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A bober election day is hard to accept
November 2, 2008 1:57 PM   Subscribe

I'm getting two wisdom teeth pulled tomorrow(top and bottom on the same side) I've never had a tooth pulled. It is my tradition to drink while watching the election results. I know my dentist would recommend against this. If I *were* to drink on Tuesday, how bad would that be? Anyone have experience with the tooth extractions and the drinking? Also feel free to share your recommendations for food/after care/things I should expect
posted by Epsilon-minus semi moron to Health & Fitness (33 answers total) 1 user marked this as a favorite
 
After your surgery, you'll likely be prescribed some strong painkillers that would be dangerous to mix with alcohol. Beyond that, prepare for a few days of a sore, bloody mouth. Keep cold liquid foods on hand: ice, ice cream, protein shakes, etc. Rinse often with warm salt water to keep your mouth clean. Talk to your dentist, etc.
posted by Blazecock Pileon at 2:06 PM on November 2, 2008


There are two problems with this:

Anesthesia + Alcohol = Very Bad Idea.

Open Wounds + Alcohol = Excruciating Pain

Fortunately, they're going to prescribe you with narcotics, which should get the job done at least as well as the booze would have. Take the prescribed amount and you should feel just fine. It still hurts, but somehow it doesn't seem to matter.
posted by valkyryn at 2:15 PM on November 2, 2008 [1 favorite]


Oh, jeez--if it were me I think I'd cancel the appointment and reschedule. I think as a nation we're going to be pretty drunk.

You could not take the prescribed painkillers, but you'd still need Tylenol or something which is hard on your liver, and combined with lots of alcohol, not a good idea.

Extractions can turn out to be no big deal or you could be in pain with chipmunk cheeks and misery. Mine were all really easy, but I don't think you can tell how it will go.

So: I'd cancel.
posted by A Terrible Llama at 2:20 PM on November 2, 2008


Hey, forget drinking. You'll probably be taking home some Vicodin. Since this is a special election, why not accompany it with a special intoxicant?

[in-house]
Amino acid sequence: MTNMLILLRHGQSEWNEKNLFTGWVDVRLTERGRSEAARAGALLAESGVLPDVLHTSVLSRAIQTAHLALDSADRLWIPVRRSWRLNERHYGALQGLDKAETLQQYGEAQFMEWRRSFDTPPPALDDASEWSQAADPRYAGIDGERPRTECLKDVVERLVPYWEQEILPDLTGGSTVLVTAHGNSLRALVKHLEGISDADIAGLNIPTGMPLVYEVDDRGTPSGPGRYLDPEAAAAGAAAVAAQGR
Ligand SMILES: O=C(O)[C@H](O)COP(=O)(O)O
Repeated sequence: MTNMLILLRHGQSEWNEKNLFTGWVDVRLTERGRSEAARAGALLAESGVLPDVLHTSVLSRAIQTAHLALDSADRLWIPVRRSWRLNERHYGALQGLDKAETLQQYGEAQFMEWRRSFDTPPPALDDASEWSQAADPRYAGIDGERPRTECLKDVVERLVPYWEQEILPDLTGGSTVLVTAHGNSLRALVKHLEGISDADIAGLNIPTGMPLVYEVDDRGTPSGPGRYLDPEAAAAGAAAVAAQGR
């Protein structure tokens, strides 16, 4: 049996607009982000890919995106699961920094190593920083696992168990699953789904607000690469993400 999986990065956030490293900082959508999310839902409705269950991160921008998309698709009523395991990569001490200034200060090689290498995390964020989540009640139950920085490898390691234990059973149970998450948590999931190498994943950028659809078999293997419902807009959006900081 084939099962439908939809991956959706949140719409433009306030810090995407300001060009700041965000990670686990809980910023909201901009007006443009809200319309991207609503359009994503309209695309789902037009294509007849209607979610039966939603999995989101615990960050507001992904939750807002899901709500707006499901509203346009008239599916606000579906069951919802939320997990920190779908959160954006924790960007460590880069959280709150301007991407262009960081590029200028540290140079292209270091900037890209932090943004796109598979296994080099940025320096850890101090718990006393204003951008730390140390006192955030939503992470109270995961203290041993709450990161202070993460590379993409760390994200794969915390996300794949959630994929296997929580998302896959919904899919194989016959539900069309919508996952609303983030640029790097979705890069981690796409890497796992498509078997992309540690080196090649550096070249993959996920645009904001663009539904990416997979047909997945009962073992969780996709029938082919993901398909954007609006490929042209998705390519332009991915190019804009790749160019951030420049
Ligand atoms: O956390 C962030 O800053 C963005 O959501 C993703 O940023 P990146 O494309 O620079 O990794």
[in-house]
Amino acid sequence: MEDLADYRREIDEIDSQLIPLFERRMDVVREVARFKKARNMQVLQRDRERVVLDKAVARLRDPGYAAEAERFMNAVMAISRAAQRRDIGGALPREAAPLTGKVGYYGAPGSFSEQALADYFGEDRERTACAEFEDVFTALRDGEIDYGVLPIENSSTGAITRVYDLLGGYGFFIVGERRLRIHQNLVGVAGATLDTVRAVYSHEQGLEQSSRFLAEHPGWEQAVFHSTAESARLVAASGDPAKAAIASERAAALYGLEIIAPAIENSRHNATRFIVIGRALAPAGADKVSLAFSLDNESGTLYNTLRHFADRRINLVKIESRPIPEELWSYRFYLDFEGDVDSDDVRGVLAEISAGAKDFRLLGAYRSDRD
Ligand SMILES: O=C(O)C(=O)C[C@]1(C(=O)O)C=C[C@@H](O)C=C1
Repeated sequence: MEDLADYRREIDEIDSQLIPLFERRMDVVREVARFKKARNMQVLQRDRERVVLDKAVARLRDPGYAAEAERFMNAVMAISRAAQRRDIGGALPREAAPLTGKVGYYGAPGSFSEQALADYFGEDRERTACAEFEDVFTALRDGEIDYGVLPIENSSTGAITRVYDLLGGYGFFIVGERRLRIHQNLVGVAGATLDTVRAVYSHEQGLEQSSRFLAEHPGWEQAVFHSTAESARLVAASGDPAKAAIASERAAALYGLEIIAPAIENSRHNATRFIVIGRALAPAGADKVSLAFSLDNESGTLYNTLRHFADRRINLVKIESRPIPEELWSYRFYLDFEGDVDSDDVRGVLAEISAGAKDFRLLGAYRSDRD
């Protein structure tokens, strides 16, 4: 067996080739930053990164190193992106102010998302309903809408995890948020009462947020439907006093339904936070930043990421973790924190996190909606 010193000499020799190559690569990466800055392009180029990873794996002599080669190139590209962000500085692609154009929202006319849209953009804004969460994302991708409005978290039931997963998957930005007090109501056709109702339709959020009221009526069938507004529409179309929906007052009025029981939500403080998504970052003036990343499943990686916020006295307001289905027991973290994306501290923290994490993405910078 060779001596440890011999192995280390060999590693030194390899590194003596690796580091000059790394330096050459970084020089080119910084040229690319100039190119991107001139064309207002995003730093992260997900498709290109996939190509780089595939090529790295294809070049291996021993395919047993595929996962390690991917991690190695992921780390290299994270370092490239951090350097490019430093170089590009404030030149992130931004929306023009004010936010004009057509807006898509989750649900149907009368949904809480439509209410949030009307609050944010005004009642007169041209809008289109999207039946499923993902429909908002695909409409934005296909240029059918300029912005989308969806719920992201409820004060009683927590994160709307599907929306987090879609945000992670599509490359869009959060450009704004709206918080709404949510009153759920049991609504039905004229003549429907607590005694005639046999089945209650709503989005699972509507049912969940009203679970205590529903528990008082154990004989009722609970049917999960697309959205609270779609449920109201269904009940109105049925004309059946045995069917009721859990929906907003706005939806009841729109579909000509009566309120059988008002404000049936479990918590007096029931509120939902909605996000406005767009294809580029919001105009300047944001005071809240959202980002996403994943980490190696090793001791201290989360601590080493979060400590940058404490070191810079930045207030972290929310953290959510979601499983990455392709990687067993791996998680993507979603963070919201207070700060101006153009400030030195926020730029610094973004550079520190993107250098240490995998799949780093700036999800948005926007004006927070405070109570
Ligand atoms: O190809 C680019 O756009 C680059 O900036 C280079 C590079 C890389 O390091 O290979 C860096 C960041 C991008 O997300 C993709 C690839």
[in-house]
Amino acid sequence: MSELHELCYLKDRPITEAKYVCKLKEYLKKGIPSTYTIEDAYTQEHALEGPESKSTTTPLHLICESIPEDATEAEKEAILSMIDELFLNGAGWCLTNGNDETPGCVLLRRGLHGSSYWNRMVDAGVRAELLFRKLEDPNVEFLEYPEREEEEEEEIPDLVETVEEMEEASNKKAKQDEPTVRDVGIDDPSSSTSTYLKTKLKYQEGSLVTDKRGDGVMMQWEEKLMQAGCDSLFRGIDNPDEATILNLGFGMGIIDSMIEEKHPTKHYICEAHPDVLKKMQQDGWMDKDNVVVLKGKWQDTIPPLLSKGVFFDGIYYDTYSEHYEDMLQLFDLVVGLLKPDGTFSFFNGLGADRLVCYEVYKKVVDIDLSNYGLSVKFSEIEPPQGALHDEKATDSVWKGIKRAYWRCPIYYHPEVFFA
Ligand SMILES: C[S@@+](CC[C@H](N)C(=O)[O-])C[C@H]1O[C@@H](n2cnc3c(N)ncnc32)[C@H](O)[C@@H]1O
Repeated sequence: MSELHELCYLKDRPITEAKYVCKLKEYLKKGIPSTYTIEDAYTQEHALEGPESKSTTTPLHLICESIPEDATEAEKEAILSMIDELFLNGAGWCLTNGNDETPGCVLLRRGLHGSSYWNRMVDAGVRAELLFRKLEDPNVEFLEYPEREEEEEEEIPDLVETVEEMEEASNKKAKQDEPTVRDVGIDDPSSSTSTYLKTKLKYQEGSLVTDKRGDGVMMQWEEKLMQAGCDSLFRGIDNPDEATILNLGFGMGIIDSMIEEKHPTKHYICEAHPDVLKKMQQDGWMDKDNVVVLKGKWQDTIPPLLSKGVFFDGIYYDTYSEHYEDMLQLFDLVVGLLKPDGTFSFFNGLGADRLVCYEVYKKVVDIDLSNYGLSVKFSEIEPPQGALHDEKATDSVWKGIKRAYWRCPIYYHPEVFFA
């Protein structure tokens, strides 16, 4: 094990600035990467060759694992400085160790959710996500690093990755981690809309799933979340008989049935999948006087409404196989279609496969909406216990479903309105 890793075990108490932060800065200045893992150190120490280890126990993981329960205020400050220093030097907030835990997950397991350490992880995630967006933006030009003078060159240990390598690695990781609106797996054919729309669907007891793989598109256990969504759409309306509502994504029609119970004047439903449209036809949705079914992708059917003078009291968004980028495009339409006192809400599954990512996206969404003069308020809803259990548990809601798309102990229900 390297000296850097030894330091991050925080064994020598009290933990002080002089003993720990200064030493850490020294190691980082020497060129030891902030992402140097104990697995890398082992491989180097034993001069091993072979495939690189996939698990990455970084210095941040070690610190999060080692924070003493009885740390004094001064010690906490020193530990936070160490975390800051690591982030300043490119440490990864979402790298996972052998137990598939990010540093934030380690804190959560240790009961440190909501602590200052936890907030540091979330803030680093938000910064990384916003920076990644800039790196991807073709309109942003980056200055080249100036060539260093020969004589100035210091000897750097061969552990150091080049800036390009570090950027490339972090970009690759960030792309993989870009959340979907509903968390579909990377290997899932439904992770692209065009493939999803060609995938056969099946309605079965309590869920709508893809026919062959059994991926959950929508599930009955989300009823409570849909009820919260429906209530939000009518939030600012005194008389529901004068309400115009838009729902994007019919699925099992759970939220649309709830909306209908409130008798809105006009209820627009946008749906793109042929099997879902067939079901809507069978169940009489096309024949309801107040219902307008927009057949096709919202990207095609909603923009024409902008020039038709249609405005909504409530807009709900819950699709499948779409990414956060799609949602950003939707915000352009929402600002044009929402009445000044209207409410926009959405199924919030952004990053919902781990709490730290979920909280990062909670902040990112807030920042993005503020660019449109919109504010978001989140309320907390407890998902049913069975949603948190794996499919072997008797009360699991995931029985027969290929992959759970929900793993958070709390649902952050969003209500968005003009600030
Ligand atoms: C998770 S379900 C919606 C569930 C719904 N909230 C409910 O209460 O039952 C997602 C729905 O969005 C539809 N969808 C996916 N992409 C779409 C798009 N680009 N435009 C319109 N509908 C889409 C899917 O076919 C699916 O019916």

posted by mudpuppie at 2:22 PM on November 2, 2008


Everyone already covered the 'OMG don't mix alcohol and strong painkillers' bit. Your recovery probably depends on whether the wisdom teeth were impacted or not. Buy lots of soft non-chewing food. I had lots of mashed potato and gravy, soups of various kinds, ice cream, smoothies etc. I got sick of it all really quickly, and in retrospect I wish I had pre-made some pureed meals. Like, make your own space food kind of thing. Hopefully you will get lucky and only have to go a few days without chewing. You can also buy those meal-in-a-can things like Ensure, but they aren't going to taste nice.
posted by Joh at 2:25 PM on November 2, 2008


Are the teeth impacted or not? There's a big difference in recovery time.

I had two wisdom teeth pulled (top & bottom, same side) with local in the morning. Came home, took some ibuprofen and slept for a few hours, had a tender dinner of alphagetti and went to work the next morning. I never took any other pain medication, but my teeth were not impacted. I went out the following night and celebrated a friend's 21st birthday - it was not a problem. IANAD, IANYD and YMMV.
posted by meerkatty at 2:27 PM on November 2, 2008


Concurring with what people have been saying

- alcohol + painkillers = bad
- recovery time depends on what's wrong with your teeth
- the big deal, to my mind with alcochol would be either the sting OR the fact that you might get stupid and do something stupid like chew something that fucks up your stitches, or ignore some sort of "don't ignore this" pain warning.

My best advice is to have some mint tea bags around the house and get them damp and then just chew on them where your wisdom teeth used to be. Helps your gums feel better, helps your mouth taste a LOT less like blood and gives you something to rest your teeth on that is soft so less impact when you're just sitting there. The good news is you're not likely to feel like going out and eating a lot of nachos, so sitting someplace while the election results come in -- which is sort of surreal anyhow -- will not be really screed up if you're on heavy pain medication. Best wishes for a speedy recovery.
posted by jessamyn at 2:59 PM on November 2, 2008


Teeth aren't impacted. The bottom was is decayed, I'm having the top taken out to avoid migration. I did consider the pain med + alcohol aspect..I was just wondering how bad it would be to drink if by some miracle I don't need the pain meds on Tuesday...would the alcohol be a negative force on my healing/cause undo pain? What can I say, I'm just a sucker for tradition
posted by Epsilon-minus semi moron at 2:59 PM on November 2, 2008


Yeah, with narcotics (that you'll likely be given), you won't *need* alcohol. I think a lot of your friends watching the election will envy your Vicodin supply as it really does help to take the edge off. Of anything.
posted by grapefruitmoon at 3:11 PM on November 2, 2008 [1 favorite]


When I had mine done I wasn't given a prescrption to any narcotics - doc just told me to take 600mg of ibuprophen every 4 hrs as needed. I was over it in about a day and a half. Do what the doc says regarding your personalized pain management.

The best thing though was my sweet sister baby-sitting me that first day. She helped me out of the doc's office, to the car, into the house to the couch in front of a bunch of movies she'd rented. Get yourself a good caretaker for that first day. That makes a huge difference.